Scheduled loss of use permanency involves injuries to or loss of members or body parts. If you have a permanency to a member, like an arm or a toe, it is called a scheduled loss of use. Each body part has a certain number of weeks attached to it for purposes of calculating the duration of workers' comp benefits.
Injuries with permanency not involving a specific member of the body — like spine and neck injuries — are called classifications. Before 2007, the Workers' Compensation judges would determine the extent that a worker's classification hindered the ability to work. The injured worker would then be compensated to that percentage for as long as the injuries lasted, even if that was permanent.

Now these benefits are capped. They stop after a fixed amount of time, leaving injured workers without the full extent of the benefits they need.
Permission For Medical Treatment
In December 2010, injured New York workers' access to medical care changed dramatically under Workers' Compensation law. Before that time, a doctor needed permission from the insurance carrier to provide any treatment worth more than $1,000. This requirement was removed in December, resulting in one of the most significant changes to Workers' Compensation since its inception.

The new guidelines set out a process by which a doctor can provide treatment worth more than $1,000. If the doctor follows the process, he or she does not need authorization. Doctors are dealing with the system under the fear that they will be held liable for possible missteps in the procedures. These complicated procedures include incredibly strict guidelines that ultimately make access to medical procedures like fusion surgery even more challenging for injured workers in New York. The new guidelines also limit the extent of physical therapy or treatment that injured workers can receive.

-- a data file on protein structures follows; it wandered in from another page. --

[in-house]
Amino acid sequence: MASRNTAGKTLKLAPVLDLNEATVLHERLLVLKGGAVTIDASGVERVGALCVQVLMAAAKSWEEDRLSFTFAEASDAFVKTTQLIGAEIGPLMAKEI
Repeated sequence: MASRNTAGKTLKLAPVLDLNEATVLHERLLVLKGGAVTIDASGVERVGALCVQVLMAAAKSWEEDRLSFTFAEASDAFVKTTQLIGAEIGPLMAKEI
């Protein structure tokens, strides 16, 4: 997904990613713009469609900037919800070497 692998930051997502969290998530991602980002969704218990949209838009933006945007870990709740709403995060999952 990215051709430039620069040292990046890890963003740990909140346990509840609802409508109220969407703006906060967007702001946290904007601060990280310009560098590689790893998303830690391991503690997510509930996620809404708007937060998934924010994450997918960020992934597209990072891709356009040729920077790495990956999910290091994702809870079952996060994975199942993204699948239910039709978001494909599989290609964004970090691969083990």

Do I Need To Look For Work If I Am Getting Workers' Compensation?
Yes, you do.
Under the New York Workers' Compensation requirements, recipients of workers' comp benefits are required to show that they are looking for work within their restrictions. This requirement may seems, especially those workers who have suffered serious, debilitating injuries. However, it is necessary to comply with this requirement or you may lose Workers' Compensation benefits.
Complicated Requirements
Failure to comply with the job search requirement is called "voluntary removal," which results in loss of your benefits. Compliance with this rule, however, is not a simple matter. There are many Supreme Court Appellate Division cases that lay out the specifics of this requirement.

The most common justification for denying continuing Workers' Compensation benefits is that the injured worker has not demonstrated the required effort in looking for other work.

  • The actual job search: By definition, partial disability means that you are not totally disabled; you can still do some work. All New Yorkers receiving partial disability benefits need to search for work that is within their abilities.
  • Demonstrating job search efforts: It is one thing to look for work, but you also have to properly demonstrate your job search efforts to the workers' comp insurance carriers. Missing filing deadlines or committing small clerical errors could lead to the loss of your benefits.